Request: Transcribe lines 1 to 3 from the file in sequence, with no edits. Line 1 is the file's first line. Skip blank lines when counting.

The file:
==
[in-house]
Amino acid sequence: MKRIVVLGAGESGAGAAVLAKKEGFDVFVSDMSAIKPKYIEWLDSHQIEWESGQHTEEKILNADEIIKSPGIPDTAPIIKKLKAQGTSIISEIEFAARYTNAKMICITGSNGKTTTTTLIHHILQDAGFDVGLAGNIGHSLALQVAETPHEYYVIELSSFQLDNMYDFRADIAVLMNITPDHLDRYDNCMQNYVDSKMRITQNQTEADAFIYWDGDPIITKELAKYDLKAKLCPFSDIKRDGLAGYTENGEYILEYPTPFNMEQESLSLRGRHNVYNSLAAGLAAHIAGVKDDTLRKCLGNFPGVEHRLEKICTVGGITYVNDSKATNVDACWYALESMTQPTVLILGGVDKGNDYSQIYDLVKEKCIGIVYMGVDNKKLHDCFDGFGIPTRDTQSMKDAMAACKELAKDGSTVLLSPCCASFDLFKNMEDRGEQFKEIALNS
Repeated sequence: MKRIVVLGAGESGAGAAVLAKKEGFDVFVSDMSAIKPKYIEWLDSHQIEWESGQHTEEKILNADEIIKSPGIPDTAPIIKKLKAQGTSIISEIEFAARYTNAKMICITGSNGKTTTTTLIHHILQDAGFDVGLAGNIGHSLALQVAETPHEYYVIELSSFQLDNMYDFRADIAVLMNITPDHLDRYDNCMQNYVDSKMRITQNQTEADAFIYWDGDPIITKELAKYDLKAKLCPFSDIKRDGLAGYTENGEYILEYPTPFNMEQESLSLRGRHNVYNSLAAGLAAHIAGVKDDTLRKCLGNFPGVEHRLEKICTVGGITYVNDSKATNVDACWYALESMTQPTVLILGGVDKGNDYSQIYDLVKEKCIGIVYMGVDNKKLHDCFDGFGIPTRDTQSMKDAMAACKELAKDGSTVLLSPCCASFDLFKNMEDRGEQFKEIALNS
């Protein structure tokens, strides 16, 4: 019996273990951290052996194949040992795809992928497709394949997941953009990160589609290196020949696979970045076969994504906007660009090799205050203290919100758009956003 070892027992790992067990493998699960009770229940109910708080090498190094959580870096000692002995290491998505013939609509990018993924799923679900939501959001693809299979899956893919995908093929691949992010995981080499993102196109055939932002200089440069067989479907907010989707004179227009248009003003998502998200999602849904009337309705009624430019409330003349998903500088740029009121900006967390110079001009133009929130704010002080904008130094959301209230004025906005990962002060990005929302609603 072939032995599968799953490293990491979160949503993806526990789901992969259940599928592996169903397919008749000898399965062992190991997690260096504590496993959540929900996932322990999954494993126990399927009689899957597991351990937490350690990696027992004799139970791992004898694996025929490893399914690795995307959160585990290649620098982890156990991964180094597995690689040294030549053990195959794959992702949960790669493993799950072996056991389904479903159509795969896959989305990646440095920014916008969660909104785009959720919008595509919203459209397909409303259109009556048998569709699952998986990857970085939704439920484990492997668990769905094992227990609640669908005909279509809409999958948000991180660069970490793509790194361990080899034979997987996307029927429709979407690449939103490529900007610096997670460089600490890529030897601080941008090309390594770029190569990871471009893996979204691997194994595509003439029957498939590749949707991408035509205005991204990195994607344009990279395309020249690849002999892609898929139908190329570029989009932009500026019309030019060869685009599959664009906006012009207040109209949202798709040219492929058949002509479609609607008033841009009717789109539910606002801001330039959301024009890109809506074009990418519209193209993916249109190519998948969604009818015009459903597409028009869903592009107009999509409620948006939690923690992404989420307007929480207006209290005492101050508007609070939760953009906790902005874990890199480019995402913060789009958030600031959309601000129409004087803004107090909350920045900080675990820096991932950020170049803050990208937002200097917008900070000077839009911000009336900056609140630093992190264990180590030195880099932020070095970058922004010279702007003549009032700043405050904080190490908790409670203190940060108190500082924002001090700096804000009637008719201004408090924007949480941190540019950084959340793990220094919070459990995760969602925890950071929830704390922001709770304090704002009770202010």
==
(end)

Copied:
[in-house]
Amino acid sequence: MKRIVVLGAGESGAGAAVLAKKEGFDVFVSDMSAIKPKYIEWLDSHQIEWESGQHTEEKILNADEIIKSPGIPDTAPIIKKLKAQGTSIISEIEFAARYTNAKMICITGSNGKTTTTTLIHHILQDAGFDVGLAGNIGHSLALQVAETPHEYYVIELSSFQLDNMYDFRADIAVLMNITPDHLDRYDNCMQNYVDSKMRITQNQTEADAFIYWDGDPIITKELAKYDLKAKLCPFSDIKRDGLAGYTENGEYILEYPTPFNMEQESLSLRGRHNVYNSLAAGLAAHIAGVKDDTLRKCLGNFPGVEHRLEKICTVGGITYVNDSKATNVDACWYALESMTQPTVLILGGVDKGNDYSQIYDLVKEKCIGIVYMGVDNKKLHDCFDGFGIPTRDTQSMKDAMAACKELAKDGSTVLLSPCCASFDLFKNMEDRGEQFKEIALNS
Repeated sequence: MKRIVVLGAGESGAGAAVLAKKEGFDVFVSDMSAIKPKYIEWLDSHQIEWESGQHTEEKILNADEIIKSPGIPDTAPIIKKLKAQGTSIISEIEFAARYTNAKMICITGSNGKTTTTTLIHHILQDAGFDVGLAGNIGHSLALQVAETPHEYYVIELSSFQLDNMYDFRADIAVLMNITPDHLDRYDNCMQNYVDSKMRITQNQTEADAFIYWDGDPIITKELAKYDLKAKLCPFSDIKRDGLAGYTENGEYILEYPTPFNMEQESLSLRGRHNVYNSLAAGLAAHIAGVKDDTLRKCLGNFPGVEHRLEKICTVGGITYVNDSKATNVDACWYALESMTQPTVLILGGVDKGNDYSQIYDLVKEKCIGIVYMGVDNKKLHDCFDGFGIPTRDTQSMKDAMAACKELAKDGSTVLLSPCCASFDLFKNMEDRGEQFKEIALNS